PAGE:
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Embrace Complexity

by Louis on November 10, 2011

People often study a problem hoping to improve the situation by organizing and ‘simplifying’ it. That is not my vision for Aging in Place 2.0.  There are too many elements, services, interventions, design solutions, tools and personal needs to think that ‘simplify’ will organize them. Instead we must bring the power of technology to create dynamic streams in and out of people’s chosen homes.  This is not ‘one size fits all’. This is custom. In AiP2.0 I refer to this as ‘symmetrical’. That refers to the management of changing human needs in balance with the right resources at the right time. Aging in Place 2.0 is about Embracing the Complexity.

Though some folks may squawk at comparing human needs and dignity to manufacturing the analogy to Japanese style “Just in Time” manufacturing is appropriate. “In short, the Just-in-Time inventory system focus is having “the right material, at the right time, at the right place, and in the exact amount”-Ryan Grabosky” (Wikipedia)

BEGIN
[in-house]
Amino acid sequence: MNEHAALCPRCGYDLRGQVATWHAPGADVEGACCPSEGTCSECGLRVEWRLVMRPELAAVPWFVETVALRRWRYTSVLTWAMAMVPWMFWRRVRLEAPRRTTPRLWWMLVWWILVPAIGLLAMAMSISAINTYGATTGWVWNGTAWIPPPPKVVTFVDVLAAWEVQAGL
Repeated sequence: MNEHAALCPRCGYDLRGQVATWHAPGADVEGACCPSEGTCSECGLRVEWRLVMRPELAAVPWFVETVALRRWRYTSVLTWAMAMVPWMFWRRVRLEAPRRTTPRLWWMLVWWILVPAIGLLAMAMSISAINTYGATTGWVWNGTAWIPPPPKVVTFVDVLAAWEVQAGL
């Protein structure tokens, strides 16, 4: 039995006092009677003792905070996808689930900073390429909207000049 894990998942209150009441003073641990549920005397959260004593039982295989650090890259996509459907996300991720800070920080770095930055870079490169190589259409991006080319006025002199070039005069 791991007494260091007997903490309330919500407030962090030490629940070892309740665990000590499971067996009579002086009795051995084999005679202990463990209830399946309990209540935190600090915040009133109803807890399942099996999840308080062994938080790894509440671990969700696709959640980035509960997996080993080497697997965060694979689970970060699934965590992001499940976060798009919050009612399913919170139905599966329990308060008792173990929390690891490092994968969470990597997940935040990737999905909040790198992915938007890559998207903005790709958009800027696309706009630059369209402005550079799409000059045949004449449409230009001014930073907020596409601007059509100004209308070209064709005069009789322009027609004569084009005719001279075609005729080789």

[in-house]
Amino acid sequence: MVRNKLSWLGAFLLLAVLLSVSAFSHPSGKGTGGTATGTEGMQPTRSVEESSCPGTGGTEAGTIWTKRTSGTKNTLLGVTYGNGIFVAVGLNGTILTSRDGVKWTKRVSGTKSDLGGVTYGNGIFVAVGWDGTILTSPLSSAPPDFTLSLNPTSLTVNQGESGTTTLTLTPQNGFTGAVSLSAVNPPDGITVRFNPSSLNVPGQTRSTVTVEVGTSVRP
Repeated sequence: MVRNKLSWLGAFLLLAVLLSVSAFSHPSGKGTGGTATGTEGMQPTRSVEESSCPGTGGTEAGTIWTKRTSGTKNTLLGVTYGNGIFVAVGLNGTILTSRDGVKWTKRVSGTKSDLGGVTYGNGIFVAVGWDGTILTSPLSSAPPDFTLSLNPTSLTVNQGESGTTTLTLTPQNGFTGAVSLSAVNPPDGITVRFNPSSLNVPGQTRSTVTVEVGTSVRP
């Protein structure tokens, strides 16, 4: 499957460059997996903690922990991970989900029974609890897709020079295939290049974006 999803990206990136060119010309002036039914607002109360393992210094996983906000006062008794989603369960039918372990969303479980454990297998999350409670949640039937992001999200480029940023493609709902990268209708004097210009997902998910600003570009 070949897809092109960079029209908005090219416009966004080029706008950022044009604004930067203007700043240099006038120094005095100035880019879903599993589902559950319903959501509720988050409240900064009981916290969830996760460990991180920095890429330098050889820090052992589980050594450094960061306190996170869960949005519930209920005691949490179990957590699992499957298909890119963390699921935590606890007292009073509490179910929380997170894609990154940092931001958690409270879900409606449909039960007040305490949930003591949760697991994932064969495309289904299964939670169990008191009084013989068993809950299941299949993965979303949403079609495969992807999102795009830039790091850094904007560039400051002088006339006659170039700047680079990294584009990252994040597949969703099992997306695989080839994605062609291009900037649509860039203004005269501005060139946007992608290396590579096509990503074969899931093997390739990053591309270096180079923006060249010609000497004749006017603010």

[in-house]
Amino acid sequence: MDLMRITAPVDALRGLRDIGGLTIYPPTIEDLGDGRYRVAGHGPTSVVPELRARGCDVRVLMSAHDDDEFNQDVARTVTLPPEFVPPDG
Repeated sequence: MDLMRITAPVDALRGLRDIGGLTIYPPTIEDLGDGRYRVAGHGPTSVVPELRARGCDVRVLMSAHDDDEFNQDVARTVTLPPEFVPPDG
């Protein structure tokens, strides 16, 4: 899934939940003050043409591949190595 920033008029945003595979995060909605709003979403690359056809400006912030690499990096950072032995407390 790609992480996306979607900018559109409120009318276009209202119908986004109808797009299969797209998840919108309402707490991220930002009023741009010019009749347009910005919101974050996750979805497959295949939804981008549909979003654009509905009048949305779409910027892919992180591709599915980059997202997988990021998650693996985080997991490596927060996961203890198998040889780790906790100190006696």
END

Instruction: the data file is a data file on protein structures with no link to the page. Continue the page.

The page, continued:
How is this system adapted for Aging in Place 2.0? Compare our current housing and care to the historical US manufacturing approach. In Just in Time manufacturing “Inventory is seen as incurring costs, or waste, instead of adding and storing value, contrary to traditional accounting.” These may may not be the exact words, but most senior living arrangements boast “everything you may need is available to you at all times”.  This is represented by a list of available services and activities. It is not too hard to see this warehousing of capabilities as the waste ‘Just in time” eliminates.

To carry the analogy further, the system of monitoring workflow, quality and parts is complex. Just in Time uses technology flags and communication channels to keep things flowing. It endows all workers with responsibility for the product, empowering them to stop production if things are not going just right.